The judge in Drew Peterson's murder trial handed prosecutors a legal victory Tuesday by giving them the go-ahead to introduce evidence in coming days that the former Bolingbrook police sergeant sought to hire a hit man to kill his third wife.
Prosecutors allege Peterson, now 58, ended up killing his third wife, Kathleen Savio, himself in 2004. They want to bring up the hit-man evidence in an effort to demonstrate Peterson had thought about killing Savio for at least months before she died.
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Attorneys for the state didn't list the hit-man allegation on appropriate pretrial documents -- apparently as an oversight -- and defense attorneys had argued prosecutors shouldn't be allowed to correct that mistake a month into the trial.
Also Tuesday, pathologist Mary Chase testified that a 2-inch gash on the back of Savio's head could not have caused her to pass out. Her testimony countered defense suggestions that Savio slipped in her bathtub, hit her head, lost consciousness and drowned.
As Case spoke, prosecutors projected autopsy photos of Savio's head with the top half of her skull cut away. Some jurors shifted in their seats. The head wound penetrated the thick layer of skin around the skull, Case told jurors, but caused no damage to the brain.
"There was no brain trauma ... no internal brain injury that would have caused a loss of consciousness," Case said.
Case is one of several forensic experts to testify as prosecutors seek to prove that Savio was murdered. Her death was initially ruled an accident but was reclassified a homicide in 2007 after Peterson's fourth wife, Stacy Peterson, went missing in 2007. Peterson, a former Bolingbrook sergeant, is a suspect in his fourth wife's disappearance but hasn't been charged in her case.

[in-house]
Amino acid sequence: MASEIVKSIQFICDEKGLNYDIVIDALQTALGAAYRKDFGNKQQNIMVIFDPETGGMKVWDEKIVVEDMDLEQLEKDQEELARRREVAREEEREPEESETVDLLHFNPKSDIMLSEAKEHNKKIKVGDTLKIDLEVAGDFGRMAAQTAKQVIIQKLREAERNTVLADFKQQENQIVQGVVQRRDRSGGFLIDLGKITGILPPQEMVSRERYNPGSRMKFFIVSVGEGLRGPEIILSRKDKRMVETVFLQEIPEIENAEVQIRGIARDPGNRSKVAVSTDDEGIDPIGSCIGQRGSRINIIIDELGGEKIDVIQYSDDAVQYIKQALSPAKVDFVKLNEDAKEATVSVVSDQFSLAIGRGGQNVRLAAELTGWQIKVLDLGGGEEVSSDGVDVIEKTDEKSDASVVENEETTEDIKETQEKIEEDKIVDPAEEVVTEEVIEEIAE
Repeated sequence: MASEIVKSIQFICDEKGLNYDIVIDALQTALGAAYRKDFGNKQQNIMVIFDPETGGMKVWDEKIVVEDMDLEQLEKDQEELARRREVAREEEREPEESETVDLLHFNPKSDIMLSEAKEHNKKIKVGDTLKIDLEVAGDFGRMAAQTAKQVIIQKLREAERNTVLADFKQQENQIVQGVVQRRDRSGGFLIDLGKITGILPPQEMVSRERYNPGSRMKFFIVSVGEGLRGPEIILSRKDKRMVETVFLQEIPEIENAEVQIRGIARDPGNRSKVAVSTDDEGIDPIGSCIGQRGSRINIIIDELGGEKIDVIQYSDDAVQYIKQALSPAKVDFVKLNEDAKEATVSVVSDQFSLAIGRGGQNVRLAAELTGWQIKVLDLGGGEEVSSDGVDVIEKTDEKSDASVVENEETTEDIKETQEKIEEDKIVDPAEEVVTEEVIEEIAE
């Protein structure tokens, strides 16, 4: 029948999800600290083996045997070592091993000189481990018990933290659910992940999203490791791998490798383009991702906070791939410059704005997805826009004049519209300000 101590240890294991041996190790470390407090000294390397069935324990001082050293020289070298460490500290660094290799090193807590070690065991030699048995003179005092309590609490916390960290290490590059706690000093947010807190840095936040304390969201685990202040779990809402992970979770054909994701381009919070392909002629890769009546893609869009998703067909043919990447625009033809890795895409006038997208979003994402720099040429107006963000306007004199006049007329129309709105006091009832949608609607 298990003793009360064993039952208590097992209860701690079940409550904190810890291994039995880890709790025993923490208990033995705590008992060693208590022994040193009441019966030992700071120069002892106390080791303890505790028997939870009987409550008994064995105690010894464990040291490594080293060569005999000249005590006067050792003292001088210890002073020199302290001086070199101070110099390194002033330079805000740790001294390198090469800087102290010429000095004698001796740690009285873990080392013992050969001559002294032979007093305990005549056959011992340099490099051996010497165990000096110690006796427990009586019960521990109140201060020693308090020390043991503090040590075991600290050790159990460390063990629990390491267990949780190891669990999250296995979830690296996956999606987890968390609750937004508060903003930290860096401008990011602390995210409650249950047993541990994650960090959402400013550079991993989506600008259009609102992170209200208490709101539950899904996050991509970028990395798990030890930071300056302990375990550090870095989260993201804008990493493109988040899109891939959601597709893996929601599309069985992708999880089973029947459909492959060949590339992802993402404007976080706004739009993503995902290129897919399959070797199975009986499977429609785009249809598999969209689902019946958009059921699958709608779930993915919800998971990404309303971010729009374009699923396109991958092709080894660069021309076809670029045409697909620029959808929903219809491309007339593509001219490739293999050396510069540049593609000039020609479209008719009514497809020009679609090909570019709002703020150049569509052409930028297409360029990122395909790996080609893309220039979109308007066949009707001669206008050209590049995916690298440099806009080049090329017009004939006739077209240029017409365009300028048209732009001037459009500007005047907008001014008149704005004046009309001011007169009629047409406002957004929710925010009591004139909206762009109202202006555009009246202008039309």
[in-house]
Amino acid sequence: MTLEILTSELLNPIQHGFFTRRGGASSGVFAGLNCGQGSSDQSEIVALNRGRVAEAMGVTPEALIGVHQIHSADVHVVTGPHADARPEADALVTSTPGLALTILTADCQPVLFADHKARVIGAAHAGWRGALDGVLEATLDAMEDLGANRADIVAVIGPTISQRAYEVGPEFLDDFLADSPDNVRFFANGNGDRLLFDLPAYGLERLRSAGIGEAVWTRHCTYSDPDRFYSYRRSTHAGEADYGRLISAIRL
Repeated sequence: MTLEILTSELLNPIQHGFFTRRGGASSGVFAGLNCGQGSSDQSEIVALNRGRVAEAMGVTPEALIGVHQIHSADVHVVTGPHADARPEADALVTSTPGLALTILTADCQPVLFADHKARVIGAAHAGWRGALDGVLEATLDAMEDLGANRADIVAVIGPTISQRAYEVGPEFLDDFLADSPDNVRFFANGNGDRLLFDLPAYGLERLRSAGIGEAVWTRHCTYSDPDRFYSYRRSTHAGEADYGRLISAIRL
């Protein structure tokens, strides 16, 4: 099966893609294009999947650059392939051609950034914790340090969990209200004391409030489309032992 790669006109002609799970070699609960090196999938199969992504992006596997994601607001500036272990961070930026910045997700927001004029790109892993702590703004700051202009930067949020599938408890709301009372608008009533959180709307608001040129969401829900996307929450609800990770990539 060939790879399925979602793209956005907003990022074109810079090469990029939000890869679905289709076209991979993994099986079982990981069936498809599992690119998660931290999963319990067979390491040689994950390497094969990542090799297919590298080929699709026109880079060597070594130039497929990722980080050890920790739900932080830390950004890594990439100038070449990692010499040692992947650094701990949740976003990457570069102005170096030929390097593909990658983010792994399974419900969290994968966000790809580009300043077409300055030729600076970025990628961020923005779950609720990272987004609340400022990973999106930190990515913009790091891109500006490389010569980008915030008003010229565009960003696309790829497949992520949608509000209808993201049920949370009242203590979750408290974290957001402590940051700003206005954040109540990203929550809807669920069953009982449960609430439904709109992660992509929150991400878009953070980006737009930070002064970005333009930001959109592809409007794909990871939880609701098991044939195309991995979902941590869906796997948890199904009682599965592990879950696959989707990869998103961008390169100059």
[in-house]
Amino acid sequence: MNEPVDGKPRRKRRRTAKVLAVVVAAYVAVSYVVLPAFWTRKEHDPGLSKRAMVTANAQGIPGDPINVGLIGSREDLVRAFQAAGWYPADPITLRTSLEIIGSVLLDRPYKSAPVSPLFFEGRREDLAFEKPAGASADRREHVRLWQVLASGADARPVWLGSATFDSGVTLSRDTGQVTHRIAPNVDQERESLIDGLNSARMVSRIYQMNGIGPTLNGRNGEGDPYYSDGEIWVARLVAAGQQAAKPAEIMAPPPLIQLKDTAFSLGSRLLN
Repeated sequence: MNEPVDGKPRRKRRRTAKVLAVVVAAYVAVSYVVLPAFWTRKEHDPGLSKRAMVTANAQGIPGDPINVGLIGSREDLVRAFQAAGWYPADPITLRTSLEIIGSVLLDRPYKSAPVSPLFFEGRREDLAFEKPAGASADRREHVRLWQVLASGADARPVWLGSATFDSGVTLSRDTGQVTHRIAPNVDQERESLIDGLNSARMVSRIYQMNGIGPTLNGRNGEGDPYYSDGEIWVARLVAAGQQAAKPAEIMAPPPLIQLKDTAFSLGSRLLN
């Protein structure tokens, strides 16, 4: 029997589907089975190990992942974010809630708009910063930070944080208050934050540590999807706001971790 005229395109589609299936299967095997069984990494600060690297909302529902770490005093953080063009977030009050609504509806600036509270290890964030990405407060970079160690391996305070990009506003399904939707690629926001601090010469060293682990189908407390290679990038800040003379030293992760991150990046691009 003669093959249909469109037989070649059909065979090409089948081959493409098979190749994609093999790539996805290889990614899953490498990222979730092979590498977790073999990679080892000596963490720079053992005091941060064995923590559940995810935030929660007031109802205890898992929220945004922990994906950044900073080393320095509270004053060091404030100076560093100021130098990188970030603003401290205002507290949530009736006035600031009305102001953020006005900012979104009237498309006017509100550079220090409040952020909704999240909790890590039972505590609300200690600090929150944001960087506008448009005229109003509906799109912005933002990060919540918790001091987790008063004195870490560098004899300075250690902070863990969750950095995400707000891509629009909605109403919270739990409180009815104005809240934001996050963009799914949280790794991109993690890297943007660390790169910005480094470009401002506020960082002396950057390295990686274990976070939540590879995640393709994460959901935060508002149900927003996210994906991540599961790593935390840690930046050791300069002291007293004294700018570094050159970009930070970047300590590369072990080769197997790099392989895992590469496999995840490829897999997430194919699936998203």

Case said Savio would have had to fall hard three separate times to account for deep bruises on the front of her body and the injury to the back of her head. But the judge upheld a defense objection about that comment and told jurors to disregard it.
Prosecutors have no physical evidence tying Peterson to Savio's death, so they have endeavored to build a circumstantial case against Peterson, who has pleaded not guilty to first-degree murder. Prosecutors hope jurors will conclude that the only plausible explanation for Savio's death is that Peterson killed her.
The hit-man testimony could help make that argument.
Judge Edward Burmila previously had not allowed the hit-man allegation to be raised in front of jurors, but he ruled Tuesday that prosecutors could introduce the evidence for a narrow purpose.
"The issue is not whether he wanted to hire a hit man," he said. "The issue is: Did the defendant intend to kill his wife? ... This evidence goes to that matter."
When lead prosecutor James Glasgow touched on the hit-man accusation in his opening statement, the defense asked for a mistrial. At the time, Burmila agreed the state shouldn't have strayed into that topic and he told jurors to disregard it.
Burmila's ruling on Tuesday means prosecutors can call as a witness Jeff Pacther, who worked with Peterson at a cable company where he moonlighted. Pachter previously accused Peterson of offering him $25,000 in late 2003 to hire a killer.